The White Mountain National Forest is the most heavily used forest in the eastern United States. There are 1200 miles of trails within its boundaries, with 450 of those maintained by 16 co-operating organizations.
Chief among these is the Appalachian Mountain Club. With 23,000 members and an annual budget in excess of 2 million dollars, the AMC is one of the oldest and most active organizations of its kind in the country.
Tom Deans, the group's Executive Director [in 1978], has been with the AMC for 14 years, and spent many of the summers of his youth as a hutman in the White Mountains. After attending the University of Maine and trying a brief interlude of corporate life in NYC, he returned to the North Country, and now heads the influential AMC. In this interview, Tom reviews a little of the AMC's history, and addresses its changing role in managing the mountains.
What makes the AMC such an unusual and successful organization?
"The AMC is unique among citizen groups in a number of ways. First, we're very old, and probably establishment as far as recreation groups go. The AMC is 102 years old, and was started in Boston in an era when the White Mountains were virtually unknown, unmapped, and unnamed. Its first purposes were to explore and make available to the public the enjoyment of the White Mountains as a focal point. Although there was always a larger overview. Our name, Appalachian Mountain Club, not the Presidential or White Mountain Club, signifies this. In any event, our heritage and age really set us apart.
Our group is successful because it is strongly supported by many, many volunteers, and their input is amazing. A lot of people talk about public organizations, but I think the AMC is one of the best examples of a working model. Volunteers and staff have a partnership in this. The staff may develop some of the background material and policies, and take some of the front line responsibilities for the ongoing coordination with the Forest Service, but the policies are set by a governing board of volunteers. The real commitment to the mountains and hands-on involvement with issues is the key thing."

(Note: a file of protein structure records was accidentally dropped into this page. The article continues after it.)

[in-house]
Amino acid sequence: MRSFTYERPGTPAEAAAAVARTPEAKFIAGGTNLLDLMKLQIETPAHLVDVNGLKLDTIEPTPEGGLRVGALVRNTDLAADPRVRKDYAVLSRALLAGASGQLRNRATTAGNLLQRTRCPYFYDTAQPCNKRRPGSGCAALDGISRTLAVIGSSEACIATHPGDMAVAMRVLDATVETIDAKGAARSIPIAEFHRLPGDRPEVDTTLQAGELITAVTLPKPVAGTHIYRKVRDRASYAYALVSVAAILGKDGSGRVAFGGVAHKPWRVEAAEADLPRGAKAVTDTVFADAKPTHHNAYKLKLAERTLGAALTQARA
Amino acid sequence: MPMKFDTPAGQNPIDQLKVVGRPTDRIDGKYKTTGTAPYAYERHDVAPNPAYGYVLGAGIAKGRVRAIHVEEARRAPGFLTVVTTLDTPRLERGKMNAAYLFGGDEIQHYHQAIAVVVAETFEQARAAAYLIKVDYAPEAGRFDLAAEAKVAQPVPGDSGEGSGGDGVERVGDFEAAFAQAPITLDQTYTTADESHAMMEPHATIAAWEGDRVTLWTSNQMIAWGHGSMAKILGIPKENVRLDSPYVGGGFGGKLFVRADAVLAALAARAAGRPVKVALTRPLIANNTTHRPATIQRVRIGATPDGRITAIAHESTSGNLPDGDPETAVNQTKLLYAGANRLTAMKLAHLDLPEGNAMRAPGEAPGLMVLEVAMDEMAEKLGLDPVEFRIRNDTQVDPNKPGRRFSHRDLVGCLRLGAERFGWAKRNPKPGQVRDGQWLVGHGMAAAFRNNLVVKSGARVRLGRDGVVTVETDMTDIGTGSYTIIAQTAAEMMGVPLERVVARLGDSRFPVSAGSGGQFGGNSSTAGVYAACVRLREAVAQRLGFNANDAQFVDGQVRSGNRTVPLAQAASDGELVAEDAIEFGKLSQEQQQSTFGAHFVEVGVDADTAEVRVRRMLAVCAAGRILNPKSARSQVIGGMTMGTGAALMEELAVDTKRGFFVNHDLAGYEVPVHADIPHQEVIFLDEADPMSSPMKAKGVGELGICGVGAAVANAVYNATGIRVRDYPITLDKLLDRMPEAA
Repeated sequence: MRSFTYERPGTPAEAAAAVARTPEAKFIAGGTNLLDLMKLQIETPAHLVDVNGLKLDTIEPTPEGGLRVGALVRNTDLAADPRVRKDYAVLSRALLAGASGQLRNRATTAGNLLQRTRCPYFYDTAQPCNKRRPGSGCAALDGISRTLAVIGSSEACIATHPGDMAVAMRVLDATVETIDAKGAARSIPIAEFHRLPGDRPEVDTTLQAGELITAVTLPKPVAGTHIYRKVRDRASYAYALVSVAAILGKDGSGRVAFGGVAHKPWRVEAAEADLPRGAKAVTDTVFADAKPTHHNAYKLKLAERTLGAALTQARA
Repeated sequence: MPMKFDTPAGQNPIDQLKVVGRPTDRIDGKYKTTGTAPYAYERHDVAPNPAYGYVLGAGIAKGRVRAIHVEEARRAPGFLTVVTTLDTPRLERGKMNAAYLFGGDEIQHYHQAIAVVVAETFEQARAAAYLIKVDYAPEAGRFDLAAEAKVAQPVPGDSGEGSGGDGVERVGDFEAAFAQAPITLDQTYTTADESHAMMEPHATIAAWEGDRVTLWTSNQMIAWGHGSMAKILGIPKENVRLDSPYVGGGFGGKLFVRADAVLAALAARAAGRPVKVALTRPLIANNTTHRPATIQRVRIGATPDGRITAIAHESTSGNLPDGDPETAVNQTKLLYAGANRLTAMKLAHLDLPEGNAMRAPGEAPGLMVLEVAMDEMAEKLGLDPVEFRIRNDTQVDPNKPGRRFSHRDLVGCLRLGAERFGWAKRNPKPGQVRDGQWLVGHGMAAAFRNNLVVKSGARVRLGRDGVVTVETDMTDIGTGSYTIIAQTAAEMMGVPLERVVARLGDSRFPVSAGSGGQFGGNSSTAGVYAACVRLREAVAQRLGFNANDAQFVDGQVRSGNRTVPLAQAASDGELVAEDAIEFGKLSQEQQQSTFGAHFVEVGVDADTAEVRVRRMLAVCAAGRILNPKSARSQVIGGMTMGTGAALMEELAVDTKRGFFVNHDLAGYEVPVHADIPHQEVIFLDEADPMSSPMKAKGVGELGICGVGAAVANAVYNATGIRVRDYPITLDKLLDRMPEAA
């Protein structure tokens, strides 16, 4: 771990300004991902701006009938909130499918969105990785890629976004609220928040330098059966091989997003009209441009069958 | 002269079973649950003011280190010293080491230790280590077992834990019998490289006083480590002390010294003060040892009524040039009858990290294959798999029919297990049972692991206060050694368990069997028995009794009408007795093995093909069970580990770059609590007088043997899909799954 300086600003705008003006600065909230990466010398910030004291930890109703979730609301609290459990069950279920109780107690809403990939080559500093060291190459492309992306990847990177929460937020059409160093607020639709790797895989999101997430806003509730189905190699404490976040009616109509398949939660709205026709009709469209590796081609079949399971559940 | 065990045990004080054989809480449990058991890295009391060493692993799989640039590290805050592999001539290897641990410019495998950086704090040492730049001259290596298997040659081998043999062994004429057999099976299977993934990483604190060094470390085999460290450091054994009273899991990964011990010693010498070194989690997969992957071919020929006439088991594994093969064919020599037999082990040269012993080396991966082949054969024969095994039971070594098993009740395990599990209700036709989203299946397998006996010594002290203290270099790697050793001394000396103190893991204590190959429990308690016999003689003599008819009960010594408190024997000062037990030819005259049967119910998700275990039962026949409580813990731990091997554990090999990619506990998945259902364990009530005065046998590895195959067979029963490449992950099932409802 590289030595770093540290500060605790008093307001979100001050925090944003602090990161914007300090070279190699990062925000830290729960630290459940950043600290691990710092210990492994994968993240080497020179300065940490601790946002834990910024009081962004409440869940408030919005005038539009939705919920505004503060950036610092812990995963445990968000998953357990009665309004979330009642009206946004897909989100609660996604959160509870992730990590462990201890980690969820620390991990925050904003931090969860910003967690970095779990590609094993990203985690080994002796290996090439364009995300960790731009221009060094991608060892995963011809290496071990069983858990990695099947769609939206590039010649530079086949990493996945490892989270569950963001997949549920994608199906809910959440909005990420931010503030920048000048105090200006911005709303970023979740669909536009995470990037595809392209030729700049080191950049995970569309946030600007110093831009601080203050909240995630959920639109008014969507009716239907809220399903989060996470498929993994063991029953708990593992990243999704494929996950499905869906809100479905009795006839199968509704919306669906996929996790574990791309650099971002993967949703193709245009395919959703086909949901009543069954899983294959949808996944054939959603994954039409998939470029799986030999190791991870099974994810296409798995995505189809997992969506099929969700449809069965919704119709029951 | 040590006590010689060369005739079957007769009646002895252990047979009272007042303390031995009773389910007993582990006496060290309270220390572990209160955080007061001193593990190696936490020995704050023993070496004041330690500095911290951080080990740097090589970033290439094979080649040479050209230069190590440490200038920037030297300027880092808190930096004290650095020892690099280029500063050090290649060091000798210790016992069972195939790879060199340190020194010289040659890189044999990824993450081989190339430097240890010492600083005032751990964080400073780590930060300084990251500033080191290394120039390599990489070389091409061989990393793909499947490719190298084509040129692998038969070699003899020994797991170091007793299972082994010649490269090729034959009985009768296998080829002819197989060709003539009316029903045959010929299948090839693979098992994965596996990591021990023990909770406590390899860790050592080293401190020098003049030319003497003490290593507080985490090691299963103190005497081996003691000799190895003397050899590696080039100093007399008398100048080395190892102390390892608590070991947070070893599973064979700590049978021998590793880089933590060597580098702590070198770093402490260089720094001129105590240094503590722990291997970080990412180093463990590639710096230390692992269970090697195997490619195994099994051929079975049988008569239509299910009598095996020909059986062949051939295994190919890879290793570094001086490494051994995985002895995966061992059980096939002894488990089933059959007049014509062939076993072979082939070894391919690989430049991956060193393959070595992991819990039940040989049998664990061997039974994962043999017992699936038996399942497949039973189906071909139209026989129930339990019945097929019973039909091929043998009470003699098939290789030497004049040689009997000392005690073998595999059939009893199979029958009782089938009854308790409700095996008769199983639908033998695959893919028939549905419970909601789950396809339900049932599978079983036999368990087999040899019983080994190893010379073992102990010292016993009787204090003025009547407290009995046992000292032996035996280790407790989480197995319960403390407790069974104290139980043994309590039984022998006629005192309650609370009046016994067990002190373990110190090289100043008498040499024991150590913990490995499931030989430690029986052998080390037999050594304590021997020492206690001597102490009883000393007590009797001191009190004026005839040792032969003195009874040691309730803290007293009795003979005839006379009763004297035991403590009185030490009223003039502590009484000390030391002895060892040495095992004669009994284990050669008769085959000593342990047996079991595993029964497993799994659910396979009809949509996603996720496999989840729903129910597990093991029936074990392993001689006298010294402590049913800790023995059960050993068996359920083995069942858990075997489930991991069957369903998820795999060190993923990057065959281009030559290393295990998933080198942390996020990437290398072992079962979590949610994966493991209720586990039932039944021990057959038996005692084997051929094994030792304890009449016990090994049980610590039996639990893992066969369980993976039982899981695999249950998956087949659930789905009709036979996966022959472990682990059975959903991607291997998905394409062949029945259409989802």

With the development of RARE I and II,and programs like it, much is said about "public input." How effectively is it handled in the WMNF?
"I know I'm biased, but the model used in the WMNF is probably the best one going, and I don't think there's another in the country that has the degree of real public involvement that the WMNF does. They do a superb job in making it meaningful and not just tokenism, and have really humanized the process. I think some public agencies snow people, bury them in details. In the WMNF, issues are presented in simplistic terms, in ways members of the community can understand. The options are developed by the people, and that's the way its supposed to be."
The AMC was a forerunner in education and research. Would you explore that a little and comment on its changing focus?
"There are a lot of roots you can trace in the club. Opening up the mountains for exploration was one of the cornerstones of the club. The AMC supported many of the early botanists and geologists who came up here to study the flora and fauna. Appalachia, the club's journal, is the oldest continuously published mountaineering journal in the country.
But conditions change, and so do the themes of our research. We are not operating in a vacuum. I think if there's an issue that focuses the greatest contrast in where we were 102 years ago, versus where we may be in 1978, it is the whole question of how much use is good for the mountains. We were successful in convincing people that the back country was a great place to go, and we are strong advocates of the use of the outdoors, but are we loving the mountains to death?"